The Supreme Court has ruled that an employer was within its rights to terminate an employee’s employment who had a cocaine addiction.
The case involved Elk Valley Coal Corporation, a company operating a coal mine in Alberta.
The company had a policy stating the following:
“to ensure safety by encouraging employees with substance abuse problems to come forward and obtain treatment before their problems compromised safety.”
The policy therefore required employees to inform the employer of any addiction issue and, in return, they would be offered assistance with treatment.
An employee of the company who used cocaine was involved in an accident with the loader which he operated. The employee was tested for drugs/alcohols after the accident which came back positive. Although the employee stated that he believed he was addicted to cocaine, his employment was terminated.
The former employee then brought a complaint to the Alberta Human Rights Tribunal, stating that he was the victim of discrimination on the basis of a disability. The Tribunal dismissed his complaint on the basis that the termination of his employment was because of his failure to disclose the disability, not the disability itself.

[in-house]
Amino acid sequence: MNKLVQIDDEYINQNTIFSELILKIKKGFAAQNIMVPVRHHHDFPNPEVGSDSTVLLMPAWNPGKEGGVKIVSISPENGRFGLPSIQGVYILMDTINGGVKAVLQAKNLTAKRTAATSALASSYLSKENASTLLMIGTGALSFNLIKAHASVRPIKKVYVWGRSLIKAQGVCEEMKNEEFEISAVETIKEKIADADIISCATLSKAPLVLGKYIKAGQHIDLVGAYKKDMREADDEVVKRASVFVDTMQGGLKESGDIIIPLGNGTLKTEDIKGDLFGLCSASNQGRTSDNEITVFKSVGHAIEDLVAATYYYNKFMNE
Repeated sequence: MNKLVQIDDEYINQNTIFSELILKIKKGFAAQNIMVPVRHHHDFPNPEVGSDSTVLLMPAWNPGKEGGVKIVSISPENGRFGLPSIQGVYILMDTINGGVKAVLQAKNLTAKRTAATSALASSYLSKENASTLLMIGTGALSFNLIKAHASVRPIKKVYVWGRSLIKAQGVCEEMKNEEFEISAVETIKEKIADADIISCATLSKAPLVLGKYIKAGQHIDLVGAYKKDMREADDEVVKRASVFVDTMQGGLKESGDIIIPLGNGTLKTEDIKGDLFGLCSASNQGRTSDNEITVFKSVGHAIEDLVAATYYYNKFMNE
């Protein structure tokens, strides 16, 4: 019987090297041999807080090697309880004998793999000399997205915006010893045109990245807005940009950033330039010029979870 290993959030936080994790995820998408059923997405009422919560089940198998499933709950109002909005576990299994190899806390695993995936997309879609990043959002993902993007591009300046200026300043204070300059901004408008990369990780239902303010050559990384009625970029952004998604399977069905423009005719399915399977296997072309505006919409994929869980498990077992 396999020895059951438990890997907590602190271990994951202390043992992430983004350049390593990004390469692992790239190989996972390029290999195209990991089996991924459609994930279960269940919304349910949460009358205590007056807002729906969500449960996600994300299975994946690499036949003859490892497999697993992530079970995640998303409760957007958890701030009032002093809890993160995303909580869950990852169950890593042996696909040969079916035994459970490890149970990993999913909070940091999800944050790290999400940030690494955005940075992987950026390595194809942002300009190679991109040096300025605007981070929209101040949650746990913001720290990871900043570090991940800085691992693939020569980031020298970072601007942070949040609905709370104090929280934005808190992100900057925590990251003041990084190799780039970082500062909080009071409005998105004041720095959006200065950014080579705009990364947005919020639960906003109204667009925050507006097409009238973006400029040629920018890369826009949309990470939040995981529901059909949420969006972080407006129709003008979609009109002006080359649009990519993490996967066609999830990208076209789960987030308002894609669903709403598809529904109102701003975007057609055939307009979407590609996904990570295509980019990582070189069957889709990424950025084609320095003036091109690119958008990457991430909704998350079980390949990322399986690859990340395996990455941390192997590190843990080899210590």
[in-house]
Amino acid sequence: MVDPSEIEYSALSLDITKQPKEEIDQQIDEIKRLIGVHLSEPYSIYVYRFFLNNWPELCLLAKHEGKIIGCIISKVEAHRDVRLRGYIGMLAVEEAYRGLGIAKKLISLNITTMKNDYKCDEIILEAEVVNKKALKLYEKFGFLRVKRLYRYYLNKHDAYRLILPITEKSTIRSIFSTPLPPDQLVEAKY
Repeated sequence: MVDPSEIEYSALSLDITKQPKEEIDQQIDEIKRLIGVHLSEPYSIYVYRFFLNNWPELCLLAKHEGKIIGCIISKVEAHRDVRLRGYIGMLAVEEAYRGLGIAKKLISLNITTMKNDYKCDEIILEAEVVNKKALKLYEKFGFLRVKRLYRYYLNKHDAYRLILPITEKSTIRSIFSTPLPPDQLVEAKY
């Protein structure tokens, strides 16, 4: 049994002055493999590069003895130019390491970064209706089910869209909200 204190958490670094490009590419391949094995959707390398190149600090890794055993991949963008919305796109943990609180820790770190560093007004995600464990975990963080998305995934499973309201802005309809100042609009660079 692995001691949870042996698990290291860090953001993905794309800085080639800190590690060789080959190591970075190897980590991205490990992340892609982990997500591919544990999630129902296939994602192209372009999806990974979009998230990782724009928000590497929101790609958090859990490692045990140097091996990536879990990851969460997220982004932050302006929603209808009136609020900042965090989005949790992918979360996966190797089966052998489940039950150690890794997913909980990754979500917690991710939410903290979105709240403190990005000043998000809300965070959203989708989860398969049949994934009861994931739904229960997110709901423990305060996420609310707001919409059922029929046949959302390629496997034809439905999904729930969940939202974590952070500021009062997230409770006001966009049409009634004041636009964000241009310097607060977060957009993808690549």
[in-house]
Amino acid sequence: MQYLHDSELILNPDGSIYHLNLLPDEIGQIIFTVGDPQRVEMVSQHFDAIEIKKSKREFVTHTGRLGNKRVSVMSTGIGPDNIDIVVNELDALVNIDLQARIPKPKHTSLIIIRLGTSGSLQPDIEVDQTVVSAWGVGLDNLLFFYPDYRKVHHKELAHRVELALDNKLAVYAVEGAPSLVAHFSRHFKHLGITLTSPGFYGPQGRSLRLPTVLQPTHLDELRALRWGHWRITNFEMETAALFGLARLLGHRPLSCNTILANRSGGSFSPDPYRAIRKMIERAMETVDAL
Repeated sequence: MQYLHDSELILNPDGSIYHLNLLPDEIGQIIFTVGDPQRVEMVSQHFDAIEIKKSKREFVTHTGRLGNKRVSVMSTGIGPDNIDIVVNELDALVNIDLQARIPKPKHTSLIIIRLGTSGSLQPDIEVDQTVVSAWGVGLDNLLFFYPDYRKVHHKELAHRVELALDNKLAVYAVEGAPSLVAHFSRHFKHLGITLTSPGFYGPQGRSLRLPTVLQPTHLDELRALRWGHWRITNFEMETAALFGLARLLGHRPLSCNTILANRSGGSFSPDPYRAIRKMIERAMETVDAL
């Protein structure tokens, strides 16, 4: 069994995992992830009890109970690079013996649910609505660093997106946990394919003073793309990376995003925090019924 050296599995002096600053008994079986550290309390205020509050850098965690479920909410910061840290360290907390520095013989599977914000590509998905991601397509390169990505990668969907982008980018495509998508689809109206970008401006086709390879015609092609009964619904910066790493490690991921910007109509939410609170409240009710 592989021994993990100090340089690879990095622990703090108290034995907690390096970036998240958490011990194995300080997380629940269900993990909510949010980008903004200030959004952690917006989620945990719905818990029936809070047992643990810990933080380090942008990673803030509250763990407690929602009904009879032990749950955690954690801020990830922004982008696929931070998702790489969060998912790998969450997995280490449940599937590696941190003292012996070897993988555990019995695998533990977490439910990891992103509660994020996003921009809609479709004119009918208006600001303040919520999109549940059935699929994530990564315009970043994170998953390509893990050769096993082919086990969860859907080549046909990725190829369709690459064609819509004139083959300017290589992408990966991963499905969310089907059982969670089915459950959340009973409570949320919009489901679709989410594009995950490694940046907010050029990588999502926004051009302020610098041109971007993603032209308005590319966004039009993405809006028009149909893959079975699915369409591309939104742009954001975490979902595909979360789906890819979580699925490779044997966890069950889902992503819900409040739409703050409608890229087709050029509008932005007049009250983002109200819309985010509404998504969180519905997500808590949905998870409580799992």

The decision was subsequently upheld on appeal at both the Alberta Court of Queen’s Bench and the Alberta Court of Appeal.
The Supreme Court of Canada (“SCC”) agreed. In coming to this conclusion, the SCC stated the following regarding establishing that a human right violation may exist:
“ To make a case of prima facie discrimination, “complainants are required to show that they have a characteristic protected from discrimination under the Code; that they experienced adverse impact with respect to the service; and that the protected characteristic was a factor in the adverse impact”
The SCC then stated the employee could have complied with the policy and that this was the factor in the decision to terminate his employment.
The decision makes it clear that the courts are willing to provide employers with flexibility when policies are clear and where safety is an issue.
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